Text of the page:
If my hopes ended up exceeding expectations with Di Canio, then it was not much different with the previous incumbent. When Sunderland finally appointed pretty much every supporter's dream manager Martin O'Neill in 2011, I was convinced that the "Party With Marty" would carry us away from relegation battles and, I dreamed, into the veritable Eden of consistent top 10 finishes. Again, brilliant early results gave some credence to this faith as the Northern Irishman's side found fantastic form and results in late 2011 and early 2012. However, that house too came crashing down as the good performances ebbed away, and with them results and performances plummeted.
So whilst I do hold some doubts about Poyet's ability to save Sunderland this season, the primary reason for my caution is nothing to do with the Uruguayan, but is relating to his predecessors. Simply put, I've been hurt before. I would of course love to see Sunderland instantly transformed under a new manager into a team with no worries about relegation, a side that looks up the table rather than down, but I don't believe that the arrival of yet another new manager is all it will take for us to reach such dizzying heights. Poyet, even if he is a success on Wearside, is just another piece in the puzzle that Ellis Short is trying to assemble at Sunderland.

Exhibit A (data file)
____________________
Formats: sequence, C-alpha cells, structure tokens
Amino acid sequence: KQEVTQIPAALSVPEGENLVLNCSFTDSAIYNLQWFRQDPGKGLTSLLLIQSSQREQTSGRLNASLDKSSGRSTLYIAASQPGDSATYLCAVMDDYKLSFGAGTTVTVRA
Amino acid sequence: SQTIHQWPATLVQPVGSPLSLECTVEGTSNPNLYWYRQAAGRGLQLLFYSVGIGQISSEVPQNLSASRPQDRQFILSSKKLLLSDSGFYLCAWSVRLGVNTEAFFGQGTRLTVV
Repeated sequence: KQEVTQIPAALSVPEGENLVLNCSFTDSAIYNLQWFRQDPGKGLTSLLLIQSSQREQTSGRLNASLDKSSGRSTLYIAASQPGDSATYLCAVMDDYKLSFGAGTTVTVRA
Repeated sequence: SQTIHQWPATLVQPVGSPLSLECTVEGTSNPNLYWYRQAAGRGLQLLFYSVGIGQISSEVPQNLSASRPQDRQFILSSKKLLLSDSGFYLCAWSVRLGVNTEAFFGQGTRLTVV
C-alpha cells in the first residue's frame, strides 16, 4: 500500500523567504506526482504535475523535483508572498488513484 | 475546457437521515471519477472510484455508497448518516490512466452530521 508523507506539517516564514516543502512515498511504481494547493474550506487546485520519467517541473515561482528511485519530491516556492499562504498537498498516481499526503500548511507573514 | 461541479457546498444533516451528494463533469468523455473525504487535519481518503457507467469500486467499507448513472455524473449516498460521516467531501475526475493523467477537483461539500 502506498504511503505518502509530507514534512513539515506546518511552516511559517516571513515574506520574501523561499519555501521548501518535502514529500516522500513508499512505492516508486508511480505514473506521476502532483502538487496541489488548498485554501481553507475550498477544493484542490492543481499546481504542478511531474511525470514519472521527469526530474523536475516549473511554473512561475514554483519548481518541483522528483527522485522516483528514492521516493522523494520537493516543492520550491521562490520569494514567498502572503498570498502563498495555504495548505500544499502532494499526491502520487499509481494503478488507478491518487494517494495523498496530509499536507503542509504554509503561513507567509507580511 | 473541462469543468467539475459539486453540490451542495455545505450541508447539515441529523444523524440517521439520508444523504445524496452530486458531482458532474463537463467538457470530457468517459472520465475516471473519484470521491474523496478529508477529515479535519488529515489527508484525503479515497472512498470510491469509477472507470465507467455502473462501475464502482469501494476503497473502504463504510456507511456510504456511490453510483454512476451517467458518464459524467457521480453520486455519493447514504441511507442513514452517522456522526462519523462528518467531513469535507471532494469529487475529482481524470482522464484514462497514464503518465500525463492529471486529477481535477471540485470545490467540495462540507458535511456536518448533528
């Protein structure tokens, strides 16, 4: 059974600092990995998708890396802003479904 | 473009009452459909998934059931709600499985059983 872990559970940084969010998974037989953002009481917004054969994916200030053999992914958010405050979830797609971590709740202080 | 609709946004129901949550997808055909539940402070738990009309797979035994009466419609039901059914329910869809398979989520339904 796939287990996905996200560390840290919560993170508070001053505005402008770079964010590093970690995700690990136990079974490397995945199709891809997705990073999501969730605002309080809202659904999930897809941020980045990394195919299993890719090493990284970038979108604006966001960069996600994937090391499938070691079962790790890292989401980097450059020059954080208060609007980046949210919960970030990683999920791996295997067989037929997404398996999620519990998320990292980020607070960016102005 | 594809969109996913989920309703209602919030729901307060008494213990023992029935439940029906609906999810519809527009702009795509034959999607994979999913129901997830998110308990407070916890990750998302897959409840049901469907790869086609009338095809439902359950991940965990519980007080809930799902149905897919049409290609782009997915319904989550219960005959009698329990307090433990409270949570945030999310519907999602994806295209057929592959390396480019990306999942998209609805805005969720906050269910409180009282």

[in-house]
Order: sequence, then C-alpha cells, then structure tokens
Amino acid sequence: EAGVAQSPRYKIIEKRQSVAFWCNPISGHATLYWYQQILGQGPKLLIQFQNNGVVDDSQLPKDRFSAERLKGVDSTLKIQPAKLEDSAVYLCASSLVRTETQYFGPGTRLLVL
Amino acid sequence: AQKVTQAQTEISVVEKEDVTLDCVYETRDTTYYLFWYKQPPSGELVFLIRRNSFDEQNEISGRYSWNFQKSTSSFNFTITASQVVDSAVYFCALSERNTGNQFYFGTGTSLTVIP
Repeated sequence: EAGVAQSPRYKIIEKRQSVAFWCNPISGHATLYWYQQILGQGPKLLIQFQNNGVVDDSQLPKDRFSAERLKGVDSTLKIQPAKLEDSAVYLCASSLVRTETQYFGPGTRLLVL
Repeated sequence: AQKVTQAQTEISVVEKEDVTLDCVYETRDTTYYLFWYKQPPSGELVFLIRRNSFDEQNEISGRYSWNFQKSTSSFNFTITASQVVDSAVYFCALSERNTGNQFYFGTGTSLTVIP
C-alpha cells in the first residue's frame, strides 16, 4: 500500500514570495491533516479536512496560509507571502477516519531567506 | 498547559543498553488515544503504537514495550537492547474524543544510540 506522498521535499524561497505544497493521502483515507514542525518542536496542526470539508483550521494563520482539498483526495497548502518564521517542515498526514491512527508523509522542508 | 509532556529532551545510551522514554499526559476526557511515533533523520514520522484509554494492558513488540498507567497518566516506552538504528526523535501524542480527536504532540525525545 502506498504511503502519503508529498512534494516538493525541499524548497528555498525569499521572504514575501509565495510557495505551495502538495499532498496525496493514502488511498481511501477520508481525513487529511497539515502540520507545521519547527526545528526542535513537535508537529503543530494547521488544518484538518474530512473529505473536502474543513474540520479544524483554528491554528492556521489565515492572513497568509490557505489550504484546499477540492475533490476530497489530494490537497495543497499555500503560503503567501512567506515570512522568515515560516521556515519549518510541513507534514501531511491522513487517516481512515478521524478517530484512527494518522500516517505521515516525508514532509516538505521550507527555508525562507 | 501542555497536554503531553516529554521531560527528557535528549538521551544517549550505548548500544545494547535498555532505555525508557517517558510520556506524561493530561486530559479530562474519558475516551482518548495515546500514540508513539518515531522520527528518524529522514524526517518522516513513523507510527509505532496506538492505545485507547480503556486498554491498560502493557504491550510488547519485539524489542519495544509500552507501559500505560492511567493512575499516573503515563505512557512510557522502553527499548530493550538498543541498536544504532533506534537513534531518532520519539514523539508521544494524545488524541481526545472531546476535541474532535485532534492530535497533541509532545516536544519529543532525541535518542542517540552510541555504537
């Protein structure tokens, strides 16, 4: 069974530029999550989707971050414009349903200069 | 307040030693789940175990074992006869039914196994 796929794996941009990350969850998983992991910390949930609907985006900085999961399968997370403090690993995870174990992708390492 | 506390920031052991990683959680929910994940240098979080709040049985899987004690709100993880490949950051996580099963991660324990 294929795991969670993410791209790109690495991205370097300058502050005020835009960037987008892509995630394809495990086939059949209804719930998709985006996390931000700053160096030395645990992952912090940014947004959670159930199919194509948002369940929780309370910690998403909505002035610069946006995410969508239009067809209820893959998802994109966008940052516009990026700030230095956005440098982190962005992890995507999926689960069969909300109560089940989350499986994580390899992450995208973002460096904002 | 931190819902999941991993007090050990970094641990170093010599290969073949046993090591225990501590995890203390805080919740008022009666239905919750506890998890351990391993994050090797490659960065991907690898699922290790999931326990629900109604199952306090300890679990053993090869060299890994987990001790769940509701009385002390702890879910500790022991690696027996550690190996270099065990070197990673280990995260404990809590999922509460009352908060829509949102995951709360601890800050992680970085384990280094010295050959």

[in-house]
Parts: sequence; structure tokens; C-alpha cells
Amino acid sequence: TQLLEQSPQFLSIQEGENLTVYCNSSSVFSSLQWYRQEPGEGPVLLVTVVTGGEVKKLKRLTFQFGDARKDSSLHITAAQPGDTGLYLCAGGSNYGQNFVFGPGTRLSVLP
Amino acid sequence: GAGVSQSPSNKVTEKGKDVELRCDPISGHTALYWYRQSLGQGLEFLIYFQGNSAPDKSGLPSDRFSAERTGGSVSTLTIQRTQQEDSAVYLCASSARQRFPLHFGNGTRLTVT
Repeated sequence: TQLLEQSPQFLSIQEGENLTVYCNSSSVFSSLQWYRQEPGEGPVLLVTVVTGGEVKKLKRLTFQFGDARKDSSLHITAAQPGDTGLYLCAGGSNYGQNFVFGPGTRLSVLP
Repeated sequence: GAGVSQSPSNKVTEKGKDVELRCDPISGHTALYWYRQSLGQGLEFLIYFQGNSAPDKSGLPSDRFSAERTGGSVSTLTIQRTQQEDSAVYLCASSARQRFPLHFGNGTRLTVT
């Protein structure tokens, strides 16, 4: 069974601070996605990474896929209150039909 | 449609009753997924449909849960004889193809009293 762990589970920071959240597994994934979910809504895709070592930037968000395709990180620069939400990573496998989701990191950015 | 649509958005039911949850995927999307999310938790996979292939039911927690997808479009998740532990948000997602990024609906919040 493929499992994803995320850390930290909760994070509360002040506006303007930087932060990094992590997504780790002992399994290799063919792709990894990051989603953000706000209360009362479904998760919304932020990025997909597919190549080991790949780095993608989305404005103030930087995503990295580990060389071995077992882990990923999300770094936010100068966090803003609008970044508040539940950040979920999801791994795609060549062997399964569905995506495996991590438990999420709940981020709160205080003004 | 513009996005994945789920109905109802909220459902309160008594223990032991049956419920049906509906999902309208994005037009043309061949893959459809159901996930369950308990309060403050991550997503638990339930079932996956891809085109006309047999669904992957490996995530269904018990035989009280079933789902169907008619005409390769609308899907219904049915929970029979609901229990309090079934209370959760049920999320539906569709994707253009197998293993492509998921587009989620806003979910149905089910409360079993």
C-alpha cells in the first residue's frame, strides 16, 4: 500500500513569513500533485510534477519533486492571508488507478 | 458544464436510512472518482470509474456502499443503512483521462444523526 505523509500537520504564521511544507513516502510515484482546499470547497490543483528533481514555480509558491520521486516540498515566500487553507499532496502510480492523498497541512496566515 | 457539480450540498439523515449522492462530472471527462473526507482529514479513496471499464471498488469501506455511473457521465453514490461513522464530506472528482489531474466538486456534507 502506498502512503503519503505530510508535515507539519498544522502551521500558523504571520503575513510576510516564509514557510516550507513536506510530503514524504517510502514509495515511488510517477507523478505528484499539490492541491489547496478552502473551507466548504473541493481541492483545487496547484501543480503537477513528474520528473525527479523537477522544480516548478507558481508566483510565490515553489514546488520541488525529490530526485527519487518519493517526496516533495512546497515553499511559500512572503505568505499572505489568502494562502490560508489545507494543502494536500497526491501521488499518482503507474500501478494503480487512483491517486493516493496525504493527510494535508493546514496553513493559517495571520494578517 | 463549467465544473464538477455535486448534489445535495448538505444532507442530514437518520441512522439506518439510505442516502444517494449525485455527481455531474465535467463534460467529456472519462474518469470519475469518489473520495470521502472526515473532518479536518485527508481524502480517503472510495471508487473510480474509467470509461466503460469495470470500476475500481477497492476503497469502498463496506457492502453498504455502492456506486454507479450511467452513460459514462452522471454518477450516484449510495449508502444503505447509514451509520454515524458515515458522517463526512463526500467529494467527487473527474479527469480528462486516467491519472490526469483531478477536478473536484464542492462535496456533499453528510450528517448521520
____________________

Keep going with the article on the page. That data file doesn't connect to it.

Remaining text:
However, it is not just the failures of previous feted appointments that has made me feel more cautious about Poyet, there are also some slightly worrying factors inherent in our new head coach's footballing philosophy. His Brighton side were an excellent possession-orientated team that notably beat both ourselves and Newcastle in cup fixtures during his tenure, but as was mentioned in Chris' article on the new boss they also failed to come from behind to win a game after August 2011.
Whilst this deficiency wasn't too readily apparent when they were one of the better sides in the Championship, if it carries over to Poyet's Sunderland side it is likely to be a big problem. No matter how optimistic you are, it has to be expected that we will fall behind a lot of times in games this season. It's essentially what Sunderland do. It doesn't matter if it's a wonder-goal like Aaron Ramsey's or a freakish one like Daniel Sturridge's; dropping the first goal tends to happen to teams scrapping in the bottom half, and especially, it sometimes seems, to us. If we are unable to fight back to claim a win in any games we fall behind in for the rest of this season, it's hardly pessimistic to feel that even with a more attractive possession-oriented style of football we could still be relegated.